By Dr. Daniel Stock, Senior Manager, Dr. Florian Meister, Geschäftsführer at Strategic Service Consulting GmbH, Germany, Dr. Alexander Becker, Geschäftsführer PMCS.helpLine Software Gruppe and Burkhard Franz, Leiter Service Management at Lufthansa Global Business Services GmbH, Germany.
Shared service centers typically face numerous challenges in delivering the associated business cases. This article discusses 10 success factors towards an effective service management that realizes business value for organizations.
Shared services remains a priority across organizations in order to transform their operating models and benefit from global economics. This is by increasing the level of consolidation, expanding the service scope, or shifting operations from developed to emerging markets. Most organizations chose a “lift and shift” approach for this transition to either avoid the complexity of a big bang or minimize the change management efforts on the operational side.
However, this approach also implies that the responsibility for the business case also transitions into the service center organizations, which are usually facing numerous challenges with this if service management is not set up and structured effectively. This article will discuss 10 success factors in service management that stem from hands-on project and day-to-day business experience.
While a review along these 10 aspects provides a good overview on the current state of an organization, you need to consider organizational context to derive the right priorities going forward. The article closes with outlaying 4 likely steps for organizations in their journey towards effective service management.
Making the difference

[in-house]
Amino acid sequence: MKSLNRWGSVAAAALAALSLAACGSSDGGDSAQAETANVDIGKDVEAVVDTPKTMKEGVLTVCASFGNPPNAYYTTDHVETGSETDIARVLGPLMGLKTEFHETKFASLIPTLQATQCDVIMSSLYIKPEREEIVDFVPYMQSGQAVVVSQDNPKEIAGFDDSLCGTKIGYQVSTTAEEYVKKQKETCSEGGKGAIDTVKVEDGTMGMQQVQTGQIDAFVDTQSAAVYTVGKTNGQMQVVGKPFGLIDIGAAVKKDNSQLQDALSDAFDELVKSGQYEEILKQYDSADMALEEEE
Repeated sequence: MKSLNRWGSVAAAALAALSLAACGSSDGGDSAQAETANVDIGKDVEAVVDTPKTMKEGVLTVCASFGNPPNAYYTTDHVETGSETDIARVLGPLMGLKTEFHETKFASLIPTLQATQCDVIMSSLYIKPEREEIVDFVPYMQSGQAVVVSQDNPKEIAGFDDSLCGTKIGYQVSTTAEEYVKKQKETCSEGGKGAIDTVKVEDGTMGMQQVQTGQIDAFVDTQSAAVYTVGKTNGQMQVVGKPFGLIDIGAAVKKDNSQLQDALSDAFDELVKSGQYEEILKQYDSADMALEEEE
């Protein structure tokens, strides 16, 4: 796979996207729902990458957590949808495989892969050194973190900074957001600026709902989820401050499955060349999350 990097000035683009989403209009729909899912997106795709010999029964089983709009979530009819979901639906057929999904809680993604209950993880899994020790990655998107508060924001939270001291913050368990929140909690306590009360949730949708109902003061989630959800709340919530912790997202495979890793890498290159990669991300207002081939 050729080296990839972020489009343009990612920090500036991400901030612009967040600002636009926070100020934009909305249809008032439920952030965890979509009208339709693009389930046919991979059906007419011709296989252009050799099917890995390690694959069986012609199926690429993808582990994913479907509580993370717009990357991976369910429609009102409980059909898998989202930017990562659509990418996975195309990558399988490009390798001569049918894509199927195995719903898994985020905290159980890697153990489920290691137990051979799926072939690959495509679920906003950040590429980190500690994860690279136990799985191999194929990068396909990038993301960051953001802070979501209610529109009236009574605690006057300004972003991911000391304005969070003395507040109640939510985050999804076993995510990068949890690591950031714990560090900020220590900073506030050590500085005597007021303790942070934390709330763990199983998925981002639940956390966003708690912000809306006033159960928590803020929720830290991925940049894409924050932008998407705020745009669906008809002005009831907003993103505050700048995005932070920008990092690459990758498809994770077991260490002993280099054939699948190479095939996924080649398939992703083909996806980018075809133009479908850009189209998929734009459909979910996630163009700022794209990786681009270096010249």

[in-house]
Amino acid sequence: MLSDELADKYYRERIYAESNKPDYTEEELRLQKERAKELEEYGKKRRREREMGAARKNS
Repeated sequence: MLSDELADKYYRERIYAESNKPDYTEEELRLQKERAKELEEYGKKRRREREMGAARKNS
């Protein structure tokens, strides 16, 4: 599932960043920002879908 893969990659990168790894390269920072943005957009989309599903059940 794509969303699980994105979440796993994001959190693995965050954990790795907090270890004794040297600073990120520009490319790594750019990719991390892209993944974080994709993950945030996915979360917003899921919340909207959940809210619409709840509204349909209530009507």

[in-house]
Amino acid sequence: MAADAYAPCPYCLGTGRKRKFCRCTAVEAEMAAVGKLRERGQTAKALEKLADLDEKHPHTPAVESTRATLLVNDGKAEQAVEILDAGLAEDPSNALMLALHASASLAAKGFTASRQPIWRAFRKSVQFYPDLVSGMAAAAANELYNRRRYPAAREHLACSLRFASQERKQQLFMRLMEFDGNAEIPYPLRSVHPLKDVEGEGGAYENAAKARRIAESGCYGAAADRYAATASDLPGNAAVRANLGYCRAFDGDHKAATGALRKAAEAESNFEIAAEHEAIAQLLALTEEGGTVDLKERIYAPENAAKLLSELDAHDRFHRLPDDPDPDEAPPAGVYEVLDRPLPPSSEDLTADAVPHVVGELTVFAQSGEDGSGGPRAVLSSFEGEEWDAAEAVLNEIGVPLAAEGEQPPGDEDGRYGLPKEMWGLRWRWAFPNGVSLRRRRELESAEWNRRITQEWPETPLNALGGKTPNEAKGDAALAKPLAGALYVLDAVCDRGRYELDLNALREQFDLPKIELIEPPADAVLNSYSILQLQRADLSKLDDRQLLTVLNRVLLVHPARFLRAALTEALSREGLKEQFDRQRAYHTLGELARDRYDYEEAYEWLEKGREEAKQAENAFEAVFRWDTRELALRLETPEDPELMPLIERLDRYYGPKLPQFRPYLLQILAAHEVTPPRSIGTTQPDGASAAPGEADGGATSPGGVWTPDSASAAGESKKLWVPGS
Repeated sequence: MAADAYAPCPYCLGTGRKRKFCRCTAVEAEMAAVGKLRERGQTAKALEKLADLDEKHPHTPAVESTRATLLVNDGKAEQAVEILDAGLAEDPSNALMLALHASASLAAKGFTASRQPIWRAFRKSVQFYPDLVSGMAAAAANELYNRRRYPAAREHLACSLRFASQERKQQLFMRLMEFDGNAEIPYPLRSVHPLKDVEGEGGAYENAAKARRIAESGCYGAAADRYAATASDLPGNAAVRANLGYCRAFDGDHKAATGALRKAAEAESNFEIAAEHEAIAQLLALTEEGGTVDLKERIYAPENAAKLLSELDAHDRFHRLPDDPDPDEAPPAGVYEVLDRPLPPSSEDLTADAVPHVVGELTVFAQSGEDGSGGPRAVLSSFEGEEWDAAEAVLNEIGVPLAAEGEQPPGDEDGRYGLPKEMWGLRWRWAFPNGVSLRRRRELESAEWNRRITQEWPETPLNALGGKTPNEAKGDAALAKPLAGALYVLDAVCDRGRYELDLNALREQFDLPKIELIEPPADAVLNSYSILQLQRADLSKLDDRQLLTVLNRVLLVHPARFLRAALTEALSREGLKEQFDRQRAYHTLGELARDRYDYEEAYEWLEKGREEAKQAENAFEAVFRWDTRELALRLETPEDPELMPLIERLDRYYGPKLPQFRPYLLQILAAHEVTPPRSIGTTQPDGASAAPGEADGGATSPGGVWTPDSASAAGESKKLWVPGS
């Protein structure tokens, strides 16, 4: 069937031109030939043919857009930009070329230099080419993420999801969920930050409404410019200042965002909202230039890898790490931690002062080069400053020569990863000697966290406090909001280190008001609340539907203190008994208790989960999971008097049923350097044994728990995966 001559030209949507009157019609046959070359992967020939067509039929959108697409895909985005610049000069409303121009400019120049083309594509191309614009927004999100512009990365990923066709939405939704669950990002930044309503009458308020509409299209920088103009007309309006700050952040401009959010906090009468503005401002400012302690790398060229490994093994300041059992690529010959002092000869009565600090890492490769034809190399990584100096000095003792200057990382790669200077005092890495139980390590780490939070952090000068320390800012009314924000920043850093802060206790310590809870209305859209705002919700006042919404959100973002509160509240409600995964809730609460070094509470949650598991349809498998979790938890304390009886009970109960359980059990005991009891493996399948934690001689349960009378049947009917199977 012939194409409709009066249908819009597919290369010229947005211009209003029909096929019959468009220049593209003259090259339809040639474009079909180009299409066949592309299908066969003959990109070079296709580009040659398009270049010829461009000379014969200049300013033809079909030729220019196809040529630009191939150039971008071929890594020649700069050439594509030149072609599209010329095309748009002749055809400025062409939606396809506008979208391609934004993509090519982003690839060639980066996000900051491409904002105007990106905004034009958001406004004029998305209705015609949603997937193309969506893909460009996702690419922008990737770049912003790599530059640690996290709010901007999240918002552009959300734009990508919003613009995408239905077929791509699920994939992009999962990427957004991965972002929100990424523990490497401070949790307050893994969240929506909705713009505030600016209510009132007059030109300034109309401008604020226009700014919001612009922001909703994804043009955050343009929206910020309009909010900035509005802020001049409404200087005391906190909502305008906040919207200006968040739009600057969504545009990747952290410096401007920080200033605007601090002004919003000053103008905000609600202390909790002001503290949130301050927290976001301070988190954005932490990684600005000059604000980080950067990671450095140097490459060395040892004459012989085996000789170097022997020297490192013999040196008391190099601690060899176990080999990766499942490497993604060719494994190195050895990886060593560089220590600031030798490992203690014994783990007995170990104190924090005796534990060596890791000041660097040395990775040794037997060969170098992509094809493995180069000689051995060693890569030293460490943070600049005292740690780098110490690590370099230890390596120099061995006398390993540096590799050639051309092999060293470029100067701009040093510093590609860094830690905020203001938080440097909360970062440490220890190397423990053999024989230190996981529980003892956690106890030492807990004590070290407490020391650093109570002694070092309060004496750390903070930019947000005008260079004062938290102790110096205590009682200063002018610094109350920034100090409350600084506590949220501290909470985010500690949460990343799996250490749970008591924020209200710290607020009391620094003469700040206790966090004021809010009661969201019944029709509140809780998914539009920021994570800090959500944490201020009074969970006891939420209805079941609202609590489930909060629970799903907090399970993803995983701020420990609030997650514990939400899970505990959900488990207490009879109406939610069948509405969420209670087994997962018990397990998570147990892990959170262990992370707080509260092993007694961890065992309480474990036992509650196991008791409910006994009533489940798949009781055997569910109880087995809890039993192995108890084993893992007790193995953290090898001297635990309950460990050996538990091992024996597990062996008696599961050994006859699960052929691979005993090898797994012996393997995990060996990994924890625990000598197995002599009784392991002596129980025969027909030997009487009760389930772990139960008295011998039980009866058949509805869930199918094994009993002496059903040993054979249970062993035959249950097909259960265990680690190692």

Service management is a complex system that spans a variety of highly interlinked processes across many stakeholders. In general, this includes firstly a sales function that owns the customer relationship and negotiates the respective service contracts (incl. pricing). Secondly, a process management function that is responsible for performance management, service level adherence and service costing. Thirdly, a finance & controlling function that issues invoices and customer/financial reports. Fourthly, operations that implements service delivery and customer care. In some cases even, a separate product management function might be reasonable in order to strengthen the customer focus in service portfolio management, however, in a captive service provider setting this might often be subsumed under the responsibilities of sales or process management. Figure 1 provides an overview of this generic set-up.
Although the specific set-up might differ this illustrates the level of dependencies that require attention to ensure an end-to-end consistent and effective service management approach.
From our experience, a service organization needs to address the following 10 success factors in order to effectively mitigate the risks arising from these dependencies (see Figure 2).